By Rachel Kruzel
Rachel Kruzel is a RESNA Certified Assistive Technology Practitioner (ATP). She has nine years of experience working with students with disabilities in higher education with a specialization in Assistive Technology and Accessibility. Rachel is currently working at the University of St. Thomas in St. Paul, Minnesota as the Accommodations & Assistive Technology Specialist in the Disability Resource Office.
As Disability Resource providers, we are being encouraged to rely more on technology to support our students than ever before.
Technology companies are constantly coming out with updates, new tools, and features to help support our students. As a result, it should be easy for us as professionals to find a tool that works for a student and to have these students buy-in to using the technology. However, more and more, this is not the case. Frequently, we hear questions such as: “how do I engage my students with their technology?” or “how do I get my students to take ownership of the tools I’m providing for them?”
We think of students as being tech savvy. Having grown up in an age where technology surrounds them, people assume they are technology literate. However, research is beginning to dispute this. Students are technologically savvy at the things they use every day to communicate with one another, but basic computer functions, problem solving skills around technology, and technology exploration are not characteristics that define the students we work with. As a result, many students need to be supported when implementing technology.
There are multiple reasons why a student may not want to engage with, use, or buy-into assistive technology use. Consider the following reasons when working with a student who is resistant to use AT:
1. Student’s background:
Many students we work with have little to no experience with assistive technology when they enter higher ed. These students have found their own methods of getting by throughout high school. Strategies consist of spending more time than peers studying or finding creative work-arounds. These strategies may be inefficient and time consuming but students have seen success with them in the past. This means they are ingrained in to their daily work and can be hard to replace.
2. Past experience with technology:
Technology that was implemented prior to working with your office may have been a poor fit or the student may have had inadequate training. As a result, students may enter your office with a healthy level of skepticism. As a Disability Resources provider, you may have to work with the student to break down this skepticism and prove that these tools are beneficial. Once this skepticism is broken down, the student may quickly come around to the idea of using technology.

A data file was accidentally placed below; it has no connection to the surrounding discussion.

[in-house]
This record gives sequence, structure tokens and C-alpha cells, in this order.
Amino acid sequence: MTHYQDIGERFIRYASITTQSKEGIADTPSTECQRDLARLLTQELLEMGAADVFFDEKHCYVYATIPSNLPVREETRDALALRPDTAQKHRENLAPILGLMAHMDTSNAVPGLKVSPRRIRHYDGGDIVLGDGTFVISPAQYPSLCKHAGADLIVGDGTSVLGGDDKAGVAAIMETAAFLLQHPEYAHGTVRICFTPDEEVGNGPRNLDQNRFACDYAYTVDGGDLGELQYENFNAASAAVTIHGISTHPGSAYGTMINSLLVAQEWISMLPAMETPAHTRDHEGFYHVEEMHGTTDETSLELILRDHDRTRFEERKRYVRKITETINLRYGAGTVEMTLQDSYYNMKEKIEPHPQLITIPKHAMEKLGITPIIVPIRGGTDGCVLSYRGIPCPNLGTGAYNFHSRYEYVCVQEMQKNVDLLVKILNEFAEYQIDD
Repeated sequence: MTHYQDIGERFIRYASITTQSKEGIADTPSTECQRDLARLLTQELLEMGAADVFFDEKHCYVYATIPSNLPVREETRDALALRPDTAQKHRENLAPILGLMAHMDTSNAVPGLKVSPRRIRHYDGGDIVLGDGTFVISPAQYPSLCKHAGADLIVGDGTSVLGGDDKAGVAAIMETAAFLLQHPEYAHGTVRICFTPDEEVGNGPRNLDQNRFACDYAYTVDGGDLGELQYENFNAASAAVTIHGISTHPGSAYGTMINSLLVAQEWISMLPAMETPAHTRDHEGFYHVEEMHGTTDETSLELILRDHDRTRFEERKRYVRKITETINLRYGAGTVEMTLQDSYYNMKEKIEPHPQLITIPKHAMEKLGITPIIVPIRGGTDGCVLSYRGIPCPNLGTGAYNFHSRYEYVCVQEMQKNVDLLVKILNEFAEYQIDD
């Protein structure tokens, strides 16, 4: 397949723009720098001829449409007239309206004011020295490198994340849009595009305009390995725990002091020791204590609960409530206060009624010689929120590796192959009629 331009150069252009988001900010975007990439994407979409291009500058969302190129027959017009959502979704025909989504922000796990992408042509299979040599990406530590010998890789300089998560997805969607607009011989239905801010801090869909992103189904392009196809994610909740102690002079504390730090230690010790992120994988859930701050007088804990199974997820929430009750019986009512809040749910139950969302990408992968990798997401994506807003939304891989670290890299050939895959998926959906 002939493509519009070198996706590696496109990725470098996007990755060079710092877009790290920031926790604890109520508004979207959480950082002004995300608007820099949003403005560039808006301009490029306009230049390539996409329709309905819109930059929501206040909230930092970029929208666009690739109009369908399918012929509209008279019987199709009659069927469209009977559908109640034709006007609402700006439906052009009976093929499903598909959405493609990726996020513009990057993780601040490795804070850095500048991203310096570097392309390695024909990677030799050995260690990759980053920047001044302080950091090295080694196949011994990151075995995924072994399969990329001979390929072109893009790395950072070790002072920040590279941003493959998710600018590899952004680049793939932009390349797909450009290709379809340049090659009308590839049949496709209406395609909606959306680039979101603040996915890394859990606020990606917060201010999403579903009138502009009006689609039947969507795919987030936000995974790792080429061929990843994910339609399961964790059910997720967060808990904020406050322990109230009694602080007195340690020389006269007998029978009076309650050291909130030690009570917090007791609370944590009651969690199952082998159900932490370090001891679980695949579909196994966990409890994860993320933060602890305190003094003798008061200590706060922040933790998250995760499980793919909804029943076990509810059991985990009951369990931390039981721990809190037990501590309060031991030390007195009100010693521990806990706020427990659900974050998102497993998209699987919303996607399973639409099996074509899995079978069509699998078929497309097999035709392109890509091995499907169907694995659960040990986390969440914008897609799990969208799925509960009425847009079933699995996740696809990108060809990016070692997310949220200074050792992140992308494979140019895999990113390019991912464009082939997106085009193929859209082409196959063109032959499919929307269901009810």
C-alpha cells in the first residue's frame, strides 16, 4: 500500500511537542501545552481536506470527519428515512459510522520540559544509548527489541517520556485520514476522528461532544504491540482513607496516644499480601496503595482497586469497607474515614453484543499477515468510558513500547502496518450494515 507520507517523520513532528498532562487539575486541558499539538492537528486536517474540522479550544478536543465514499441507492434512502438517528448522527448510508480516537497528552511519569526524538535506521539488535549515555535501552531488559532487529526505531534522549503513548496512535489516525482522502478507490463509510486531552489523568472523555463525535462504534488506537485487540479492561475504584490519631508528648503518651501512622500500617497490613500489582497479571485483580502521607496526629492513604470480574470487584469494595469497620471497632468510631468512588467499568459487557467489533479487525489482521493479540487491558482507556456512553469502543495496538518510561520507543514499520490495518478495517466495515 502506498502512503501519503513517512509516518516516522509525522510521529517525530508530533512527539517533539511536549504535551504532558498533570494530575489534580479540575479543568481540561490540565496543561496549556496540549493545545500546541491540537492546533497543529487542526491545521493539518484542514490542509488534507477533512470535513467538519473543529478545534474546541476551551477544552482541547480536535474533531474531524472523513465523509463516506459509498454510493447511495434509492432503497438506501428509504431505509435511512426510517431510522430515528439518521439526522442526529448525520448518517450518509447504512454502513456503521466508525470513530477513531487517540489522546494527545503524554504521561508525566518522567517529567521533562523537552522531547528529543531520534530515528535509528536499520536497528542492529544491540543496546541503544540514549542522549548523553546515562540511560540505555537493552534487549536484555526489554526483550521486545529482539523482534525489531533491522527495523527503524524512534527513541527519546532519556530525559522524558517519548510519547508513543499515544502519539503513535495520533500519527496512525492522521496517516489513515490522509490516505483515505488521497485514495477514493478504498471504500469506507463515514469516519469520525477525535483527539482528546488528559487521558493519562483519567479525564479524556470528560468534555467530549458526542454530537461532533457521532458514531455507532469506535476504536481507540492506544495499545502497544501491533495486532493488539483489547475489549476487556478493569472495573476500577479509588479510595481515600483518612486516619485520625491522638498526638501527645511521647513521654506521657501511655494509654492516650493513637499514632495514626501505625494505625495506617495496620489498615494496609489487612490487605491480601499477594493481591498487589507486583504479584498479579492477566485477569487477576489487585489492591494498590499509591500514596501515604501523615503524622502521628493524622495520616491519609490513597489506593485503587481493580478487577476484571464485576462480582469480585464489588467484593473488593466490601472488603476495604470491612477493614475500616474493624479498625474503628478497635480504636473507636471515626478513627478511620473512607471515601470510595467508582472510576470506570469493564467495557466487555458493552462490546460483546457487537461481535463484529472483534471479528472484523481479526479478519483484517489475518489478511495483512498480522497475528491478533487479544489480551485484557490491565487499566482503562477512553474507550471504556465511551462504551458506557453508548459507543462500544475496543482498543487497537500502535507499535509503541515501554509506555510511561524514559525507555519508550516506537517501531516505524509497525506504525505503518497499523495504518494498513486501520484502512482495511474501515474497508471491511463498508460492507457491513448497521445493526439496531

3. Stigma of use:
In the eyes of some students, using assistive technology will perpetuate a stigma around disability. They may have been a part of special education, or have used tools that made them different from the rest of the class. This can be especially true for first year students who are new on your campus. They may feel they need to make a good impression with their peers, and may be trying to leave their disability and this part of their identity behind them.
4. Not used to using technology:
For students who lacked support in K-12 for their disability, using technology to support them may be a foreign idea. Many students embrace technology in their day-to-day lives for staying connected, for pleasure and fun, and to get schoolwork done. However, taking the time to see and understand how assistive technology can benefit them in and out of the classroom may be a new idea for a student.
5. Do they see the benefit?
When implementing technology, does the student understand how the tool will benefit them in their academics and in their particular classes? If a student doesn’t see or understand the benefit, they likely will not take the necessary steps to use the technology actively in or out of the classroom. Taking the time to explain to the student how this will help them, in language they understand, can help make your case. While we aren’t sales people, with certain students, you may have to put this hat on and gently remind them of the positive aspects of the technology and what it can bring to their studies.
Getting student buy-in can be a hurdle in the assistive technology implementation process. However, if the process is carried out in a strategic and thoughtful way, students will be more likely to have continued engagement and use with their assistive technology. As a professional, you will see lower rates of technology abandonment or discontinuation of use. In part 2 of my blog I will discuss ways to overcome students’ reluctance to use AT and create buy-in.